We’ve all experienced it – heart racing, muscle tension, irritability. Perhaps stomach pain or clenched jaw. Anxiety can cause sleepless nights and feeling tired all the time. It can lead to forgetting things, and feeling as if life is spiraling out of your control.
These are just a few of the things people experience when under stress. In the U.S., there are 54 million people with a disability according to the US Census Bureau. According to the Family Caregiver Alliance, there are 44 million people in the U.S. providing care to family members. For both those with the disability as well as their caregivers, stress can become chronic and lead to other medical issues.
Chronic stress is associated with increased risk of heart attack, diabetes, stroke, obesity, depression and cognitive impairment. On the other hand, exercise helps to lower blood pressure, blood sugars, improve your cholesterol, amongst its other numerous benefits.
There are many things that can be done to deal with stress, ranging from meditation, time with friends, laughter, yoga, Tai Chi, etc. Exercise is repeatedly proven an effective coping mechanism. Harvard Medical School states that exercise not only releases endorphins which elevate your mood, but can lower the amounts of other stress hormones, such as cortisol and adrenaline. Many times, the exercise can give you a “high” and you find that you’ve forgotten the irritations of your day, especially if you avoid distractions and technology while exercising (turn off the television and put down that phone!).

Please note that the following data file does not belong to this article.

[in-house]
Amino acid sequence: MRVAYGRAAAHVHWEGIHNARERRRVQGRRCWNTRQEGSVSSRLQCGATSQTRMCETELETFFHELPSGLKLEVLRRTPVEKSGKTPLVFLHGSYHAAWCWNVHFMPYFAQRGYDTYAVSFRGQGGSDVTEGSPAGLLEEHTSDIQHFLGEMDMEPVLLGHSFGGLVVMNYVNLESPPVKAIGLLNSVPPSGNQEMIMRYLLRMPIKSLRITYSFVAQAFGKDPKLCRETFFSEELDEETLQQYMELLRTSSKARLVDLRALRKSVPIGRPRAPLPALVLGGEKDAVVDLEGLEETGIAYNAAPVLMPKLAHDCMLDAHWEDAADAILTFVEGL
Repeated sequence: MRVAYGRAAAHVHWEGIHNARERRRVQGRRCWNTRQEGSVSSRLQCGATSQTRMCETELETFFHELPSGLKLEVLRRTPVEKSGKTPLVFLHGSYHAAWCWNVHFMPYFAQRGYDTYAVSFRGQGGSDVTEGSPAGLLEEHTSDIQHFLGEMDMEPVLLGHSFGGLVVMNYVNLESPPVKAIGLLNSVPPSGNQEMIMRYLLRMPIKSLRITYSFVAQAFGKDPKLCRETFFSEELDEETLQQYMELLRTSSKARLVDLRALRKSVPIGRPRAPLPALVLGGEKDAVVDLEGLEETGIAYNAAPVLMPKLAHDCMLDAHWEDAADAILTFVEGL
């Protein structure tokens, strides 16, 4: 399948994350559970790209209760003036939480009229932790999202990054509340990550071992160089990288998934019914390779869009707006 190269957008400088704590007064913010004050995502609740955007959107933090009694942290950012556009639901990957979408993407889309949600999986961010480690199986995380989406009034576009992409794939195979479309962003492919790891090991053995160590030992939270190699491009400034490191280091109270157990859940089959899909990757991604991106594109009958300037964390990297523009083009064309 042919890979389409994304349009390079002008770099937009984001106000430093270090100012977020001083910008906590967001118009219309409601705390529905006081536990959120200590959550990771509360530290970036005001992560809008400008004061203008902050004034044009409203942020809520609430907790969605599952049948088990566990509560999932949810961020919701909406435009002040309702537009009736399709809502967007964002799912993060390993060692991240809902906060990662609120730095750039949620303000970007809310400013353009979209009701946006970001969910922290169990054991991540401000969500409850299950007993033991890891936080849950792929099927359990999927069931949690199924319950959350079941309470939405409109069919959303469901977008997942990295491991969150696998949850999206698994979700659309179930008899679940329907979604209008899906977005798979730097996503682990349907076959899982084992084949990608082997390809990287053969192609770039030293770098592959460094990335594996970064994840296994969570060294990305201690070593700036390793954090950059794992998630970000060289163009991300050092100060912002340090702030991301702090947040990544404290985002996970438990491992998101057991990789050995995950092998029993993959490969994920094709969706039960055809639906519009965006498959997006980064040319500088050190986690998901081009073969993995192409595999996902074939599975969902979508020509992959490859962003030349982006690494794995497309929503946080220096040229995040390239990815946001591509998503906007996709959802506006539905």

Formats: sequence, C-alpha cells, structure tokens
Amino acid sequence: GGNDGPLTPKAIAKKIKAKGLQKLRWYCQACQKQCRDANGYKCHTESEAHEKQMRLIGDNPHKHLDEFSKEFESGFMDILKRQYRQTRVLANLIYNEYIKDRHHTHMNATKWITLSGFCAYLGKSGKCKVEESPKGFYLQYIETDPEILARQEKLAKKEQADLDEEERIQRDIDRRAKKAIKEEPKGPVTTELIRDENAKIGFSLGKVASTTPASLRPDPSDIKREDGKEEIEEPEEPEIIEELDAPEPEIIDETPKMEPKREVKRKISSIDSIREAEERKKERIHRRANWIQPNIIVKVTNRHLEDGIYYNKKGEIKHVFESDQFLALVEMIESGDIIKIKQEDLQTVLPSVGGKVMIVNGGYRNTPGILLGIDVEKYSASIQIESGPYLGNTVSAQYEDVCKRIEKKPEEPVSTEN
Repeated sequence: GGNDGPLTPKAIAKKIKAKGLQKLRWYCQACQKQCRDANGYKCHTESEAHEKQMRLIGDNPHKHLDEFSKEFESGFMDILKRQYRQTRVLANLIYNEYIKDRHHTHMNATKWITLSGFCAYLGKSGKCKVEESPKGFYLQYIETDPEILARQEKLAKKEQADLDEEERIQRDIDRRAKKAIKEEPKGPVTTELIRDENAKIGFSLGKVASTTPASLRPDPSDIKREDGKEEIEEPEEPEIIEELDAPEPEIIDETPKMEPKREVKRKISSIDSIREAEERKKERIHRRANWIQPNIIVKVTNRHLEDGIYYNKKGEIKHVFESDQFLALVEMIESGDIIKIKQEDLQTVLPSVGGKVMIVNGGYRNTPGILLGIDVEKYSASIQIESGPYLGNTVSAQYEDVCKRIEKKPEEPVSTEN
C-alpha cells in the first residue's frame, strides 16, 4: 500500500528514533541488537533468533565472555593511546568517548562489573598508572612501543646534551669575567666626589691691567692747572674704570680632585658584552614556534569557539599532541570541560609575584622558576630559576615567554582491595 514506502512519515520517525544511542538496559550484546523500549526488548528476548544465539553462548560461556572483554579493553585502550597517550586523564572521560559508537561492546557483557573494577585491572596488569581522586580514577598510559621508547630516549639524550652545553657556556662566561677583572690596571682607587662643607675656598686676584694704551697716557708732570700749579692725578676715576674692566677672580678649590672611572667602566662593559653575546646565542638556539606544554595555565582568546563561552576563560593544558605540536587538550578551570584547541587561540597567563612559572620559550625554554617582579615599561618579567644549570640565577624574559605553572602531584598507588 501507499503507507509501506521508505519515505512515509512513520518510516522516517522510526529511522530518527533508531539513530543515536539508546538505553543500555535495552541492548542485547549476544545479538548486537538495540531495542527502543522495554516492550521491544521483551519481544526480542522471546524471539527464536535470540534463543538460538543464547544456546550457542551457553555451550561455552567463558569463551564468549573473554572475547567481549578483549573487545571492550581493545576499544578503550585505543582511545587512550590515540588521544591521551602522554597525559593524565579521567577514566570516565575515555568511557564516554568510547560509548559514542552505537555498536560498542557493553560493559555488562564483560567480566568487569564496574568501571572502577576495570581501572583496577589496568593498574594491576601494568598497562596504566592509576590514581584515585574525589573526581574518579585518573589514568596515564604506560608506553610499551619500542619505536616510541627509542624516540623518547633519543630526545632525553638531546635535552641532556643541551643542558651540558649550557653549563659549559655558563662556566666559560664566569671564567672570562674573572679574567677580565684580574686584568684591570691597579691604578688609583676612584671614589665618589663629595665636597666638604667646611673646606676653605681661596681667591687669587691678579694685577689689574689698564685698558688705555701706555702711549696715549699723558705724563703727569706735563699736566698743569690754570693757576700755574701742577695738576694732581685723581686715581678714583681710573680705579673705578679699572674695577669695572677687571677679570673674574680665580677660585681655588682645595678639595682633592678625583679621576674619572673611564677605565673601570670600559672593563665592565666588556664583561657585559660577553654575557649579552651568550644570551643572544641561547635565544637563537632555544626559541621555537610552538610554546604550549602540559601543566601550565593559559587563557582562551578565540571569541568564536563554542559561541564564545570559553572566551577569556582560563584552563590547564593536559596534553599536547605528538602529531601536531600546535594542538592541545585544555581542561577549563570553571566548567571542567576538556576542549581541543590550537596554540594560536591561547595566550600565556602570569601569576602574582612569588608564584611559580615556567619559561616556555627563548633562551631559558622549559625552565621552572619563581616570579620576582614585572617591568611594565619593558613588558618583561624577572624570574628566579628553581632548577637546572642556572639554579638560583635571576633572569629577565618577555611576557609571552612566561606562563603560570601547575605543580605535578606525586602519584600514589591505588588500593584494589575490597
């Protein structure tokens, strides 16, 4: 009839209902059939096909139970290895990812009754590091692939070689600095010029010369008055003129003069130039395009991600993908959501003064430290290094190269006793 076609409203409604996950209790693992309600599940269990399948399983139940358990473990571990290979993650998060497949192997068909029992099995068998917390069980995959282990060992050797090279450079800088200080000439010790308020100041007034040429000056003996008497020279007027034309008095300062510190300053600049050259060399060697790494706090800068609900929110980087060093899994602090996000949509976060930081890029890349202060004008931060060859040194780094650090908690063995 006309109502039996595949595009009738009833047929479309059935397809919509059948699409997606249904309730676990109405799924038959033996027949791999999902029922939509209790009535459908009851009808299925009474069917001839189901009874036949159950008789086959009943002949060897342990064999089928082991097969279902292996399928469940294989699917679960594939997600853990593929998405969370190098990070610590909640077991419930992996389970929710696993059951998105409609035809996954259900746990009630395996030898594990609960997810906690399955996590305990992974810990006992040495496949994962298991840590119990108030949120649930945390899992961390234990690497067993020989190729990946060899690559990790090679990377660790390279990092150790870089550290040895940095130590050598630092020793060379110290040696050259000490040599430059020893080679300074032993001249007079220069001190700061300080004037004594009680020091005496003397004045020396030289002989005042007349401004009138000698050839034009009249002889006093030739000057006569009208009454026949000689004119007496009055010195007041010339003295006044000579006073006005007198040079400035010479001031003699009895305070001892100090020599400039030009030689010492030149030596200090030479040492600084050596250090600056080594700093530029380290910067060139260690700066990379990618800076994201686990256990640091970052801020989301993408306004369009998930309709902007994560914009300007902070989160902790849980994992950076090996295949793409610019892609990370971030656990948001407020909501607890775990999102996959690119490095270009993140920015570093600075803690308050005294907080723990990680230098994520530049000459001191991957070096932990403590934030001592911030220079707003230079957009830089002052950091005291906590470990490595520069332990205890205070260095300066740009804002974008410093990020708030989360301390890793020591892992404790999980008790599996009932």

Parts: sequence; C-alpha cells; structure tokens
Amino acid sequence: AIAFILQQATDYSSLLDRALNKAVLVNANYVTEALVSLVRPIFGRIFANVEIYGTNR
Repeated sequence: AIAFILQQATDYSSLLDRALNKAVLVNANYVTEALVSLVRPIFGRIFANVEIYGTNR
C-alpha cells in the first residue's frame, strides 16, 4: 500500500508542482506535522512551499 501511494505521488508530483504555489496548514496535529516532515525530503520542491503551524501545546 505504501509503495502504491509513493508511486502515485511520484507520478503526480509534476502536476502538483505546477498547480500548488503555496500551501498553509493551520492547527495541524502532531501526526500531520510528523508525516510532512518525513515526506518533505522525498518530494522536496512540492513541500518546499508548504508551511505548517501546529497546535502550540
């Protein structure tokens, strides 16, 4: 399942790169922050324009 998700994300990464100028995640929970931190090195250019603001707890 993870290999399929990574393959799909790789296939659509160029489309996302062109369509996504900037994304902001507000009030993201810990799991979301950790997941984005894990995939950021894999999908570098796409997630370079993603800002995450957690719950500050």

For family caregivers, it’s especially important to be kind to yourself. A 20-minute walk with a neighbor keeps you from being isolated. It can be so relaxing to talk with someone about something other than “caregiver” talk. Spend 15 minutes in your garden. Bending over to pick weeds or plant some flowers can be exercise! Do not quit your gym membership. Don’t feel guilty if you can’t make it 3 times a week – stop in when you can for 30 minutes.
While at home with your charge, simple floor stretches may help motivate them and you to do some simple chair exercises. Perhaps you can join a chair yoga class. Local community centers may have yoga classes that fit your schedule. There are even “laughing” yoga classes – mix exercise with laughter to feel even better!
Finally, remember to practice breathing. A few deep breathes, slowly exhaled and with focus, can greatly lessen stress and anxiety.
Dorcas Greene, Collaborative Coaching USA, has been a family caregiver for over 40 years. Her passion is ensuring that other family caregivers maintain their sanity and health. Stacy Hennis, New Beginning Physical Therapy, specializes in treating adults with chronic medical conditions. These conditions affect the family, not just the patient. To reach Dorcas, please call 760-301-5247 or online at DorcasGreeneCoach.com. To reach Stacy, please call 760-218-9961 or online at NewBeginningPT.com